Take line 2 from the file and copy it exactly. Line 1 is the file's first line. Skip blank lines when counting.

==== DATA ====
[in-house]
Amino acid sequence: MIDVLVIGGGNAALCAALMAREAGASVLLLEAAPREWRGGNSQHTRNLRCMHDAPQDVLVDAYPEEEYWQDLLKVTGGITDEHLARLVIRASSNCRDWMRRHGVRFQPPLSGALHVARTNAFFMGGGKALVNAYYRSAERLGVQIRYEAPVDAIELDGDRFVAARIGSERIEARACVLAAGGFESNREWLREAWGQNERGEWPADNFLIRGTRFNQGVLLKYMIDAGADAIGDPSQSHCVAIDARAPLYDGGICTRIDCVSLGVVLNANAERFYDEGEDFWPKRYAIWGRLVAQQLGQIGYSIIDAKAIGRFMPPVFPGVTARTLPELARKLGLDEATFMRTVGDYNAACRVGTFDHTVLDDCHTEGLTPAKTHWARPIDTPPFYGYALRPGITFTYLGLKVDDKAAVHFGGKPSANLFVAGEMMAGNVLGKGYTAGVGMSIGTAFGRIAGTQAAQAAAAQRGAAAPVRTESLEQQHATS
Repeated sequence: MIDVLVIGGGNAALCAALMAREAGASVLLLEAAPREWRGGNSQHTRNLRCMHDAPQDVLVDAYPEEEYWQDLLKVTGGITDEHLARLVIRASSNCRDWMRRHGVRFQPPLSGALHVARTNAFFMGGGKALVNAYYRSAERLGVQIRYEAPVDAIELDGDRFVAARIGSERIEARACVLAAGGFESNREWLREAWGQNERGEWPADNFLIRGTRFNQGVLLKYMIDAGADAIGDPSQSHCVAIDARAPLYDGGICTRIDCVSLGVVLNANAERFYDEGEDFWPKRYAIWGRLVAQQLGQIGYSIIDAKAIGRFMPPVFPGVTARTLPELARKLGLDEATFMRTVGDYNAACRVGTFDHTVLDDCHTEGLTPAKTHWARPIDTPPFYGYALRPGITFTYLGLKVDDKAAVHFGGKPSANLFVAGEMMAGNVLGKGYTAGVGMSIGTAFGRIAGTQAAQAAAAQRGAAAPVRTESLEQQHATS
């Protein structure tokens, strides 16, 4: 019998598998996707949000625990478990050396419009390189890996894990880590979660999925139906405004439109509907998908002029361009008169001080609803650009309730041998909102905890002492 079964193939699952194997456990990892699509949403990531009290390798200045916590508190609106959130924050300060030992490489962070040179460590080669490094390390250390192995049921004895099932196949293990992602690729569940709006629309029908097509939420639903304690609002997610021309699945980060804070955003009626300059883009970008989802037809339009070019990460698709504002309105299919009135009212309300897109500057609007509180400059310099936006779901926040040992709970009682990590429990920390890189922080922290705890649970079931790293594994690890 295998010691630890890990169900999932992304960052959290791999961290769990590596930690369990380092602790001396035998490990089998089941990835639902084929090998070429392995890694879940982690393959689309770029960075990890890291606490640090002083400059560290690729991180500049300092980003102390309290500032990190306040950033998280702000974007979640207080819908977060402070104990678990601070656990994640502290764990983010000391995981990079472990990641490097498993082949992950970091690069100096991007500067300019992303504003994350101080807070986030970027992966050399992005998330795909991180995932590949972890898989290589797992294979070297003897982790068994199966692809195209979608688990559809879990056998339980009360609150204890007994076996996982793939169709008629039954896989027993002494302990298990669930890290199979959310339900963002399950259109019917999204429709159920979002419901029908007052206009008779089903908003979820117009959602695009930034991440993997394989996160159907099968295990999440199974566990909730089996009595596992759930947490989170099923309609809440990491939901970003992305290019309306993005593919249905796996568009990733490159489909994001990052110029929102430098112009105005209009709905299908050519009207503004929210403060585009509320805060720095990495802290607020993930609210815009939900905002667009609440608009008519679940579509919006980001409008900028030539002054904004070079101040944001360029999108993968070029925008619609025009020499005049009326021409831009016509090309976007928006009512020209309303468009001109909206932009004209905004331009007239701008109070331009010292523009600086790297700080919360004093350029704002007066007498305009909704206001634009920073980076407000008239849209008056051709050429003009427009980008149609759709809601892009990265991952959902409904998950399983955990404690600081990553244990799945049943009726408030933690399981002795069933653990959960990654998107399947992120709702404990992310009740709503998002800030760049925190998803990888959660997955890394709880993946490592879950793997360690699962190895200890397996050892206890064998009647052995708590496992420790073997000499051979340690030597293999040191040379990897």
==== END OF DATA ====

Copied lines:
Amino acid sequence: MIDVLVIGGGNAALCAALMAREAGASVLLLEAAPREWRGGNSQHTRNLRCMHDAPQDVLVDAYPEEEYWQDLLKVTGGITDEHLARLVIRASSNCRDWMRRHGVRFQPPLSGALHVARTNAFFMGGGKALVNAYYRSAERLGVQIRYEAPVDAIELDGDRFVAARIGSERIEARACVLAAGGFESNREWLREAWGQNERGEWPADNFLIRGTRFNQGVLLKYMIDAGADAIGDPSQSHCVAIDARAPLYDGGICTRIDCVSLGVVLNANAERFYDEGEDFWPKRYAIWGRLVAQQLGQIGYSIIDAKAIGRFMPPVFPGVTARTLPELARKLGLDEATFMRTVGDYNAACRVGTFDHTVLDDCHTEGLTPAKTHWARPIDTPPFYGYALRPGITFTYLGLKVDDKAAVHFGGKPSANLFVAGEMMAGNVLGKGYTAGVGMSIGTAFGRIAGTQAAQAAAAQRGAAAPVRTESLEQQHATS